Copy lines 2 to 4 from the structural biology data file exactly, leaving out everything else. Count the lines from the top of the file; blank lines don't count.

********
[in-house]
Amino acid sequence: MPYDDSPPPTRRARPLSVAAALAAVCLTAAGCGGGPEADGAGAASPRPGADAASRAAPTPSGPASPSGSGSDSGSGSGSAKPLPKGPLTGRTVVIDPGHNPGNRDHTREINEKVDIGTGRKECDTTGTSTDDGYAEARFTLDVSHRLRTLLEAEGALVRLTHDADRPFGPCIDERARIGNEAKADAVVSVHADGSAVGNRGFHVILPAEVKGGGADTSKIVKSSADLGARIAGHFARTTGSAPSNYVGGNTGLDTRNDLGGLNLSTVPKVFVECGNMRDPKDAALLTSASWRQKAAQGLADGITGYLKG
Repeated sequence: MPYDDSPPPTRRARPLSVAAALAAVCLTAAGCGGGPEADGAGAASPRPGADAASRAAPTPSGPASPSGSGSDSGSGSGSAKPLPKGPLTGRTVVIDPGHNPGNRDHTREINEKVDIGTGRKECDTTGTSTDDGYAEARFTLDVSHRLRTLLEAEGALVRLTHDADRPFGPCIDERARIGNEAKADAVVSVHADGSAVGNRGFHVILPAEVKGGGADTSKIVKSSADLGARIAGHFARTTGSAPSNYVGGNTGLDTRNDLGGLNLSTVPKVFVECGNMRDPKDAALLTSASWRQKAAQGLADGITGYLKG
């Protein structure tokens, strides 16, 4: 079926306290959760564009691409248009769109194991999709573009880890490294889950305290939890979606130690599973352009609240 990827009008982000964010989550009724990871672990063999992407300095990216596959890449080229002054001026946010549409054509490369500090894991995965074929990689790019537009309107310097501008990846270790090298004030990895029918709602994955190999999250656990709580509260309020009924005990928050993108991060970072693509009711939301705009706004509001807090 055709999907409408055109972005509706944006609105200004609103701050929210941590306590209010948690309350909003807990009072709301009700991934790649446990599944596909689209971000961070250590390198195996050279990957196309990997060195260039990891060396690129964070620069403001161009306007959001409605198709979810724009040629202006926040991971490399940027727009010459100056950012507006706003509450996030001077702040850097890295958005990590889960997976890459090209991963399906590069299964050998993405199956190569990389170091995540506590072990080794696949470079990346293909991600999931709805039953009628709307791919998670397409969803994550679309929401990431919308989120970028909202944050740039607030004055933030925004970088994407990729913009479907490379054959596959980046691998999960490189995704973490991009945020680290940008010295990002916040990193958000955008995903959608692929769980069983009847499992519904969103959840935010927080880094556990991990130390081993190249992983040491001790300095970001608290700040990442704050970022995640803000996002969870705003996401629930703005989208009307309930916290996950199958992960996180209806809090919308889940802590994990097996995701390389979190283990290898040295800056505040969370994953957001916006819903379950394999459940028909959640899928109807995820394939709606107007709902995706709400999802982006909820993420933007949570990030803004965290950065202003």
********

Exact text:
Amino acid sequence: MPYDDSPPPTRRARPLSVAAALAAVCLTAAGCGGGPEADGAGAASPRPGADAASRAAPTPSGPASPSGSGSDSGSGSGSAKPLPKGPLTGRTVVIDPGHNPGNRDHTREINEKVDIGTGRKECDTTGTSTDDGYAEARFTLDVSHRLRTLLEAEGALVRLTHDADRPFGPCIDERARIGNEAKADAVVSVHADGSAVGNRGFHVILPAEVKGGGADTSKIVKSSADLGARIAGHFARTTGSAPSNYVGGNTGLDTRNDLGGLNLSTVPKVFVECGNMRDPKDAALLTSASWRQKAAQGLADGITGYLKG
Repeated sequence: MPYDDSPPPTRRARPLSVAAALAAVCLTAAGCGGGPEADGAGAASPRPGADAASRAAPTPSGPASPSGSGSDSGSGSGSAKPLPKGPLTGRTVVIDPGHNPGNRDHTREINEKVDIGTGRKECDTTGTSTDDGYAEARFTLDVSHRLRTLLEAEGALVRLTHDADRPFGPCIDERARIGNEAKADAVVSVHADGSAVGNRGFHVILPAEVKGGGADTSKIVKSSADLGARIAGHFARTTGSAPSNYVGGNTGLDTRNDLGGLNLSTVPKVFVECGNMRDPKDAALLTSASWRQKAAQGLADGITGYLKG
């Protein structure tokens, strides 16, 4: 079926306290959760564009691409248009769109194991999709573009880890490294889950305290939890979606130690599973352009609240 990827009008982000964010989550009724990871672990063999992407300095990216596959890449080229002054001026946010549409054509490369500090894991995965074929990689790019537009309107310097501008990846270790090298004030990895029918709602994955190999999250656990709580509260309020009924005990928050993108991060970072693509009711939301705009706004509001807090 055709999907409408055109972005509706944006609105200004609103701050929210941590306590209010948690309350909003807990009072709301009700991934790649446990599944596909689209971000961070250590390198195996050279990957196309990997060195260039990891060396690129964070620069403001161009306007959001409605198709979810724009040629202006926040991971490399940027727009010459100056950012507006706003509450996030001077702040850097890295958005990590889960997976890459090209991963399906590069299964050998993405199956190569990389170091995540506590072990080794696949470079990346293909991600999931709805039953009628709307791919998670397409969803994550679309929401990431919308989120970028909202944050740039607030004055933030925004970088994407990729913009479907490379054959596959980046691998999960490189995704973490991009945020680290940008010295990002916040990193958000955008995903959608692929769980069983009847499992519904969103959840935010927080880094556990991990130390081993190249992983040491001790300095970001608290700040990442704050970022995640803000996002969870705003996401629930703005989208009307309930916290996950199958992960996180209806809090919308889940802590994990097996995701390389979190283990290898040295800056505040969370994953957001916006819903379950394999459940028909959640899928109807995820394939709606107007709902995706709400999802982006909820993420933007949570990030803004965290950065202003």